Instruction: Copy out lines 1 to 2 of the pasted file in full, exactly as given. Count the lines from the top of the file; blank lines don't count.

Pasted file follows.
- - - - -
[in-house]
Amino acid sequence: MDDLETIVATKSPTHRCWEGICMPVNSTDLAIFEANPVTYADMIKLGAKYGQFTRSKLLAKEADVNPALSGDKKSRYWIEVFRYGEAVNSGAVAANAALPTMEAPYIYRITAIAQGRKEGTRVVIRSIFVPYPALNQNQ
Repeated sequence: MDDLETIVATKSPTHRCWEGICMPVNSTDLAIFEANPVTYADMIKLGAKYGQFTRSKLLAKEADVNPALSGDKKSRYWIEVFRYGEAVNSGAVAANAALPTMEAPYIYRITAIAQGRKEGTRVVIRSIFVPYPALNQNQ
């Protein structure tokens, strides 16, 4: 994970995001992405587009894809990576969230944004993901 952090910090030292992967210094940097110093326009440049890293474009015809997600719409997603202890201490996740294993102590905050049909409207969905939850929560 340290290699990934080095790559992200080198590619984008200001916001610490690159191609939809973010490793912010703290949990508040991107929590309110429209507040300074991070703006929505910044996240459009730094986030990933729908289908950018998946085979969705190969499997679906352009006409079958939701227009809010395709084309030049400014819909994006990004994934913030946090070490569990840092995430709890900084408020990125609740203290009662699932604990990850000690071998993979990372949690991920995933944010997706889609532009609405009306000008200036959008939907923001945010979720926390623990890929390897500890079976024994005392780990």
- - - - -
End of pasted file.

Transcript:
[in-house]
Amino acid sequence: MDDLETIVATKSPTHRCWEGICMPVNSTDLAIFEANPVTYADMIKLGAKYGQFTRSKLLAKEADVNPALSGDKKSRYWIEVFRYGEAVNSGAVAANAALPTMEAPYIYRITAIAQGRKEGTRVVIRSIFVPYPALNQNQ